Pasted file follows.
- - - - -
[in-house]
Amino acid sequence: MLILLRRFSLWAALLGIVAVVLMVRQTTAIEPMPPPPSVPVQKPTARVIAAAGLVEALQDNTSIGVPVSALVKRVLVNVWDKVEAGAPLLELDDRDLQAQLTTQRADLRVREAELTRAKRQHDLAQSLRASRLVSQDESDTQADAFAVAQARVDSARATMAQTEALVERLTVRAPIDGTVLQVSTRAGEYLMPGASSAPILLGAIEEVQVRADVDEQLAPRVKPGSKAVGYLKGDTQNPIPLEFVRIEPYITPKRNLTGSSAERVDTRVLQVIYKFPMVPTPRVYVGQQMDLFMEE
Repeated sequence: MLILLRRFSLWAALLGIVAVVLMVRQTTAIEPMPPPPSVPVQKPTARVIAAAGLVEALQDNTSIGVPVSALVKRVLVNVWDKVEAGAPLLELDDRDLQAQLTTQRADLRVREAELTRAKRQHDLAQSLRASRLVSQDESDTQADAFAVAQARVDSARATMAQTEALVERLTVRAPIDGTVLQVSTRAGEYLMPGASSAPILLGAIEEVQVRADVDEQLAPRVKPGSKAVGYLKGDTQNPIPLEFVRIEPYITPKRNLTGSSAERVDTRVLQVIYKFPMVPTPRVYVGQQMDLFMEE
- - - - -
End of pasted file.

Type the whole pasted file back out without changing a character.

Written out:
[in-house]
Amino acid sequence: MLILLRRFSLWAALLGIVAVVLMVRQTTAIEPMPPPPSVPVQKPTARVIAAAGLVEALQDNTSIGVPVSALVKRVLVNVWDKVEAGAPLLELDDRDLQAQLTTQRADLRVREAELTRAKRQHDLAQSLRASRLVSQDESDTQADAFAVAQARVDSARATMAQTEALVERLTVRAPIDGTVLQVSTRAGEYLMPGASSAPILLGAIEEVQVRADVDEQLAPRVKPGSKAVGYLKGDTQNPIPLEFVRIEPYITPKRNLTGSSAERVDTRVLQVIYKFPMVPTPRVYVGQQMDLFMEE
Repeated sequence: MLILLRRFSLWAALLGIVAVVLMVRQTTAIEPMPPPPSVPVQKPTARVIAAAGLVEALQDNTSIGVPVSALVKRVLVNVWDKVEAGAPLLELDDRDLQAQLTTQRADLRVREAELTRAKRQHDLAQSLRASRLVSQDESDTQADAFAVAQARVDSARATMAQTEALVERLTVRAPIDGTVLQVSTRAGEYLMPGASSAPILLGAIEEVQVRADVDEQLAPRVKPGSKAVGYLKGDTQNPIPLEFVRIEPYITPKRNLTGSSAERVDTRVLQVIYKFPMVPTPRVYVGQQMDLFMEE